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Man drowns on pond

South Boston NewsSouth Boston News
Search teams spent the afternoon and evening Saturday and Sunday morning looking for Christopher Tucker, who drowned as he was fishing on a pond at Berry Hill Resort. Tucker and a friend were fishing from a canoe when the craft flipped over and tossed both men into the water. Divers found Tucker’s body Sunday morning. / April 21, 2014
A Halifax man drowned Saturday after a canoe carrying him and a fishing companion flipped over in a pond on the property of Berry Hill Resort. One of the men was able to swim to safety on the nearby bank; the victim went under and his body wasn’t discovered until the next morning, Easter Sunday.

The deceased is Christopher Darius Tucker, 42, of Halifax.

He and a friend, Gregory Conner of South Boston, were fishing on the pond at Berry Hill when, according to conservation police with the Department of Game and Inland Fisheries, one of the men rose up to bring a fish into the boat. The motion caused the canoe to flip over, tossing both men into the water about 20 yards from the bank.

The accident happened around noon on Saturday. Search efforts throughout the day, aided by sonar and dive teams, did not turn up the body before nighttime when the operation was suspended. DGIF divers returned to the scene Sunday morning around 7:30 and 45 minutes later found Tucker’s remains, tangled in vegetation about 12 feet below the surface.

Divers also found Tucker’s rod and reel with a fish still on the hook, according to his sister, Venus Harris.

Greg Conner told her and other members of Tucker’s family what had happened to cause the boat to flip over, said Harris. “He told us Chris was leaning over to get the fish … and stood up in a squat to try to get it.”

Her brother did not know how to swim, said Harris.

The fishing expedition included two other members — Tucker’s brother, Rodney Tucker, and nephew, Jovanathan Tucker. They were fishing from the bank when they witnessed the accident. Their call to 911 came at about noon Saturday.

The pond, located off to the left of the long drive that leads into Berry Hill, is dense with water lilies, but DGIF officers said Tucker’s inability to swim was a more significant factor than the vegetation in causing the death.

Neither man was wearing a personal flotation device, nor was any kept in the canoe.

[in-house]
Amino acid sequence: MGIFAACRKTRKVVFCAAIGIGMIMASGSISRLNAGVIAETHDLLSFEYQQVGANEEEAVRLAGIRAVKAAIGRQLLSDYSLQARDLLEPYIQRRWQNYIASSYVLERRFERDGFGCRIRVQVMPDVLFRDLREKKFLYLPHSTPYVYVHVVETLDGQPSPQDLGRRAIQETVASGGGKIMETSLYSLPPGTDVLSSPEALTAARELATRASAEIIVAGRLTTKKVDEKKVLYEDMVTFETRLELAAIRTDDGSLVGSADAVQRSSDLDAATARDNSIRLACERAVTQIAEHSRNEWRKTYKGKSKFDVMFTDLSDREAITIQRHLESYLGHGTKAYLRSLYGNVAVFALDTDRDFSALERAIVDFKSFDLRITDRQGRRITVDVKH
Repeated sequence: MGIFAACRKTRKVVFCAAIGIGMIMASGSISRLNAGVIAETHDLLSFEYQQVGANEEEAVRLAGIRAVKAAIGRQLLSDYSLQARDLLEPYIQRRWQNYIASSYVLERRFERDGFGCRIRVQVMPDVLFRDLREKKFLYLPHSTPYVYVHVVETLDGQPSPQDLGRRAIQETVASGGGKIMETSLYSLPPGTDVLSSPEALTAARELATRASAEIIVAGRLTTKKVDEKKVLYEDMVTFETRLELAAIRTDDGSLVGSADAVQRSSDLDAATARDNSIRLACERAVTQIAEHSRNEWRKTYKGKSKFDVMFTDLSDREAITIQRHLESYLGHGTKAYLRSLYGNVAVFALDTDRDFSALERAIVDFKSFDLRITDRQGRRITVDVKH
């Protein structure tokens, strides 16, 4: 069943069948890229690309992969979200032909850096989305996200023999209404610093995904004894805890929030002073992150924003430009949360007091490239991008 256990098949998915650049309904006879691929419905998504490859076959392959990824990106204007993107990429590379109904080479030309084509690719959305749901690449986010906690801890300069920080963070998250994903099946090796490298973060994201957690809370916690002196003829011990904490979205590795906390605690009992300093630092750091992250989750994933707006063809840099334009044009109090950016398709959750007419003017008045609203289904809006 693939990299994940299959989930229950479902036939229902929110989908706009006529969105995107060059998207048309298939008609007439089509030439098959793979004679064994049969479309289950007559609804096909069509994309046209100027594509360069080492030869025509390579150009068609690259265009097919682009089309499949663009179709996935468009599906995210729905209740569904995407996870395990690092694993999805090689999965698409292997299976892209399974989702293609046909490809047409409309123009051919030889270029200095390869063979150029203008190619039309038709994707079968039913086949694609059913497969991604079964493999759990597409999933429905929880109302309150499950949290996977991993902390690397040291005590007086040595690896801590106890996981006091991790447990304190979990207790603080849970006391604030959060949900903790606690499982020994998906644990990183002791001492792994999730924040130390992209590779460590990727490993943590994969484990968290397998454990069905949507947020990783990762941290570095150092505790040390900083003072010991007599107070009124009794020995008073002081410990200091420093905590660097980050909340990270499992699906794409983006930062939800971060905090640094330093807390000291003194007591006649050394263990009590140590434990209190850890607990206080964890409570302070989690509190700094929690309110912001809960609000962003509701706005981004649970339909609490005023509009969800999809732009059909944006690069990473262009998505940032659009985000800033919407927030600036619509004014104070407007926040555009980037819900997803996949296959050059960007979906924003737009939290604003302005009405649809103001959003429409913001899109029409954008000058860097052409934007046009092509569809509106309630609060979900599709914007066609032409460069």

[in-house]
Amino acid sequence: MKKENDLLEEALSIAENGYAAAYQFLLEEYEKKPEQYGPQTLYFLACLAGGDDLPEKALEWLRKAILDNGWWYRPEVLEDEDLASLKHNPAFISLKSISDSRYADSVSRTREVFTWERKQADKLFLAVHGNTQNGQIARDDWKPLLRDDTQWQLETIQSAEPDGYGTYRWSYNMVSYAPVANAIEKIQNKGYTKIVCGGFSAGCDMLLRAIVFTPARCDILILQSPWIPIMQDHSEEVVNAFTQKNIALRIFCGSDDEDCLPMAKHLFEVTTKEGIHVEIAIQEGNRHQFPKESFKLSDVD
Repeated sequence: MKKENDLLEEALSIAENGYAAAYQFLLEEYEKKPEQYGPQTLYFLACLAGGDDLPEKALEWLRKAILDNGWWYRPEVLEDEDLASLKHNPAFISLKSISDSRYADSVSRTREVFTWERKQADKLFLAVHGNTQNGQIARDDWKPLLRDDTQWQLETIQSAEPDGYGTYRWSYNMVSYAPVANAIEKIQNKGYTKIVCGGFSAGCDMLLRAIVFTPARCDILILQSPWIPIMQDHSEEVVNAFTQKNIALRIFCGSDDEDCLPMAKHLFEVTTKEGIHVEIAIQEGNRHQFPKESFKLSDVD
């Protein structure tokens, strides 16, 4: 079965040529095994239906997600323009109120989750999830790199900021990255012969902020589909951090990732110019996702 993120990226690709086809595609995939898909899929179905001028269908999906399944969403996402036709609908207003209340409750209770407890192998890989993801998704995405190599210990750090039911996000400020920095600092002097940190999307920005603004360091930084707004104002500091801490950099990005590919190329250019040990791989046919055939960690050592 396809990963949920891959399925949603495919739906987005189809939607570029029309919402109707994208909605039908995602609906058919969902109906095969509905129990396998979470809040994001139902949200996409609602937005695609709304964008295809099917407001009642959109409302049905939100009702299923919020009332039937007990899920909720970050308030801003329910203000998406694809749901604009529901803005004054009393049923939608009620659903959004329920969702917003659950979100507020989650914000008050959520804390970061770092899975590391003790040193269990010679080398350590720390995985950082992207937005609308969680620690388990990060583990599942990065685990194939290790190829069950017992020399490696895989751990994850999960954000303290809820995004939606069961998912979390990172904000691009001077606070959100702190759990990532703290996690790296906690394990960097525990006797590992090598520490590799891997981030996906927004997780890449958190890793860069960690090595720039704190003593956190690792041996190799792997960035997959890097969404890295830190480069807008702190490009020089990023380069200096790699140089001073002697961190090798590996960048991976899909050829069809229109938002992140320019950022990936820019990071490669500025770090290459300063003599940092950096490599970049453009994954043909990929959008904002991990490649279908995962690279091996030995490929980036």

“There was no evidence of personal flotation devices on them or in the vessel that we can see,” said Hart.

“PFDs, if properly worn, increase the likelihood you’ll survive a capsizing,” he added.

First to respond to the noontime emergency were members of the Halifax County rescue squad and South Boston police and fire departments, followed by DGIF conservation police who reached the scene around 12:30. DGIF deployed a search vessel equipped with side-scan sonar to find the body, but the sonar “wasn’t as productive” as it would be in less overgrown waters, said Hart.

“Anytime you have lily pads and vegetation in the water, it does make it harder to find a victim.”

DGIF and the local rescue squad dive team also had divers combing beneath the surface of the water, but it wasn’t until the search effort resumed Sunday that a game department diver was able to find and retrieve Tucker’s remains.

The day-long search operation on Saturday drew a gathering of family, friends and onlookers to Berry Hill, only a short distance from the front gate. Kerry Harris, Tucker’s brother-in-law and Venus Harris’ husband, arrived hours after the accident was first reported after being in Roxboro, N.C. earlier in the day. Harris said Tucker and Conner were close friends who enjoyed going fishing. After Saturday’s fatal accident, however, Conner said he “was done with fishing. That’s it,” said Harris, recalling a conversation between Conner and family members.

Venus Harris called her brother’s fishing companion “like a member of the family. He’s friends with the whole family, everybody.”

The pond at Berry Hill was one of their favorite fishing spots, she added.

The men did not have permission to fish on the premises of Berry Hill, said resort manager Martha Borg: “They did not ask, nor were they granted permission. I was not aware that they were on the property until after the accident occurred.

“The ponds and extended acreage are not open to the public. No one has permission to fish or swim. Such use is considered trespassing. Use of motorized vehicles to access the ponds is also strictly forbidden. Consumption of alcohol, not purchased from Berry Hill, on our grounds is not permitted,” Borg said in an e-mailed statement.

She called the fatality “a very sad incident.”

Tucker owned a lawn care and tree service based at his Chestnut Creek Road home in Halifax. His remains have been taken to Richmond for an autopsy; the family is in contact with Jeffress Funeral Home in South Boston about funeral arrangements later this week.

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